Woman 2 Woman
Teresa Hackel, Constance Lüttich and Cynthia Gonzalez in choreographies of Hackel, Lüttich, Horta and Gonzalez
Dresden, 23 April 2006
This was intended to be my second report consisting solely of pictures, but in the process of selecting and processing photos I could not help writing comments.
Teresa Hackel: "Kleines Solo"
Hackel's short piece starts within a narrow illuminated rectangle. She crafts bizarre poses and exploits unusual movements like running waves through her belly while lying on the back. Invisible constraints limit her movement. Her muscles thrust against imaginary obstacles, her arms forcefully push against each other and against other parts of the body. A sharp arrow formed out of her stretched arms, caught on the photo above, is typical of Hackel's solos. In this one it seems to try to puncture an invisible barrier, or maybe it has something to do with the background which Hackel supplies: "Two parallels meet after centuries"? Knowing this, one might see the muscle strain as a struggle of the arms to come together, which remains futile during Hackel's slow passage within the rectangle. Suddenly all barriers disappear and she breaks free. The accumulated energy is released, driving her arms into dazzling circles and awarding the body with an awaited reprieve. I particularly enjoyed the "constrained" part with a number of unusual poses and contortions with muscles locked in tension.
Constance Lüttich: "Eiszeit"
Constance Lüttich begins her solo fully wrapped in a dark fabric, sitting on a chair in the left back corner of the stage. While a man's voice reads a weather forecast, the dancer slides to the floor and unwraps herself free. She ritually cleans herself by scraping her clothes, face and body and starts moving towards the audience in a memorable scene, barefoot and with her eyes closed. Her left foot sticks firmly to the ground, while the right foot moves back and forth in a monotonous rhythm. While the upper body develops movements speeding up from slow to furious, the right foot keeps its steady pace. The contrast between the two tempi is a major idea here. The weather forecast gradually accumulates errors and eventually becomes distorted in a funny way, reminiscent of erroneous digital processing, though the text is unmistakably read by a human (voice by Peter Badstübner).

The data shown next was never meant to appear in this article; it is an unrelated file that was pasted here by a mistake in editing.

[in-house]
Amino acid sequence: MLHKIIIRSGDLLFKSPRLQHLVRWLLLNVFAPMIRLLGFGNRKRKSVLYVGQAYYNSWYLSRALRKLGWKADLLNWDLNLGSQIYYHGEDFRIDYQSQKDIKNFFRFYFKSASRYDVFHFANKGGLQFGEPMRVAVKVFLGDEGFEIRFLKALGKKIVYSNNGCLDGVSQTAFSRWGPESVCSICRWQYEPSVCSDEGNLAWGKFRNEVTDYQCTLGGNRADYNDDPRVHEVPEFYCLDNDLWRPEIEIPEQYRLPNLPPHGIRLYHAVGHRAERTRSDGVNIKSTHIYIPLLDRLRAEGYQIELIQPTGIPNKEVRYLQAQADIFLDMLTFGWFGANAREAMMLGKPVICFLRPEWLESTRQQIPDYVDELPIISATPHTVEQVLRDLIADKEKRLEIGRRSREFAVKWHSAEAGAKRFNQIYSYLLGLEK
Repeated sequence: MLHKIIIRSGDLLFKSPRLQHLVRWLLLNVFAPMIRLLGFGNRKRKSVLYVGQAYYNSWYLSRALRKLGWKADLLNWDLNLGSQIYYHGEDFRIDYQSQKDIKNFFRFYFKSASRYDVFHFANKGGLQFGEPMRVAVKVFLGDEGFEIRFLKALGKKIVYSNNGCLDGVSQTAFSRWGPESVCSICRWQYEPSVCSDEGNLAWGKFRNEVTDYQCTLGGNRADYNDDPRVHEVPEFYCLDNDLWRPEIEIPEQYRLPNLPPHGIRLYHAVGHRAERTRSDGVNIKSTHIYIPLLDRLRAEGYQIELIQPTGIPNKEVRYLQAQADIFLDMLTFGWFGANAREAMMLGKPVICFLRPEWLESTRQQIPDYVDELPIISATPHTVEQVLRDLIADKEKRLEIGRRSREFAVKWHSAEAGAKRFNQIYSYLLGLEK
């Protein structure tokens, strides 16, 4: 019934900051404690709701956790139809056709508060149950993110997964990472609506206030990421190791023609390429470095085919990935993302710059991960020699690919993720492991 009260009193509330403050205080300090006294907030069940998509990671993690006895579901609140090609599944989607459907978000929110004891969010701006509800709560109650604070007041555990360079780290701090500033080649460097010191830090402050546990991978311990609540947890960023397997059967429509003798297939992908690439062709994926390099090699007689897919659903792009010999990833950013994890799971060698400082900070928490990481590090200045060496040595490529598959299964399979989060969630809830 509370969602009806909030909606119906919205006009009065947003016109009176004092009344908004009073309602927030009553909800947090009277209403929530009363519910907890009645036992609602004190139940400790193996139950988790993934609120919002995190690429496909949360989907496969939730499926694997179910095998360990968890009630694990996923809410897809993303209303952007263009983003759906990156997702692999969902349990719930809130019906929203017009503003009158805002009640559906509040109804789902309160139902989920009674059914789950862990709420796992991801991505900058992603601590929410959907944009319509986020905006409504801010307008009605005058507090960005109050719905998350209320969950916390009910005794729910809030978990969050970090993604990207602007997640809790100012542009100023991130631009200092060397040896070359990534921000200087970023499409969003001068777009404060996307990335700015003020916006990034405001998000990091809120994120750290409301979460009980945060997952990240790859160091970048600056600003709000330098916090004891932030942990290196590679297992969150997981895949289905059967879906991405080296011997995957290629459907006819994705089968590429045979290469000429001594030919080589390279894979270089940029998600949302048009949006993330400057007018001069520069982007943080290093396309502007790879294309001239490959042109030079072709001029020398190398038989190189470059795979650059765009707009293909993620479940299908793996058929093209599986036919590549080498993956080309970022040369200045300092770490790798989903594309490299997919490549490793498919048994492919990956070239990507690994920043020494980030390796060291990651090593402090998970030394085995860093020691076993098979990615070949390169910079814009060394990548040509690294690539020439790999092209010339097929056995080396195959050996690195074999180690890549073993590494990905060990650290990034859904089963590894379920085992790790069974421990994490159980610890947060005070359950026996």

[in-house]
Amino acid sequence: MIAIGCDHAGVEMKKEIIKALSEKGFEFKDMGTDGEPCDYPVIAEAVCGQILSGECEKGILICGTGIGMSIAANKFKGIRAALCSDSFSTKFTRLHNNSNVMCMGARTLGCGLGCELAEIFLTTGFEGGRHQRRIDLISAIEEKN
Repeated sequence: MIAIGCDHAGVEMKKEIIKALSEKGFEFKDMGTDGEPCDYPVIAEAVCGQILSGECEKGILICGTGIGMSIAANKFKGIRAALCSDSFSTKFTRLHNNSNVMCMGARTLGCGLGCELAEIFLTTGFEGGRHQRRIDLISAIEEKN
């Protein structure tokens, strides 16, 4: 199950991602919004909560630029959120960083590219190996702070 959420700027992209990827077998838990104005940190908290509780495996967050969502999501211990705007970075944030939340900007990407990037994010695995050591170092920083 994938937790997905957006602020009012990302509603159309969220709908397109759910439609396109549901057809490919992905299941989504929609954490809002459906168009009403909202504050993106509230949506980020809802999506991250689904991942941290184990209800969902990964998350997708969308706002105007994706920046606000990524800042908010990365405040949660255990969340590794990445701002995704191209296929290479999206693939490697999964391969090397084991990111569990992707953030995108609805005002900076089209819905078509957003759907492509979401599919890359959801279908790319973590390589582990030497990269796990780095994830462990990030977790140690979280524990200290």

Lüttich's choreography exploits the full scale of speed and space usage. There are passages of slow locomotion and others with the dancer running from one corner of the stage to the other as in a race, there are scenes with fast rolling and others with creeping on the floor.
In the last part the dancer crawls toward a single spotlight placed at the back of the stage (photo above). The spotlight is replaced by a single desk lamp, while she takes her dress off and positions her body as if attempting to collect the light by her skin. Teresa Hackel joins her, dressed in identical black pants and bra. She imitates Lüttich's movements, then she wraps her body in the dark fabric left in the corner and sits down on the chair, closing the life cycle.
Cynthia Gonzalez: Object Constant
Choreography Rui Horta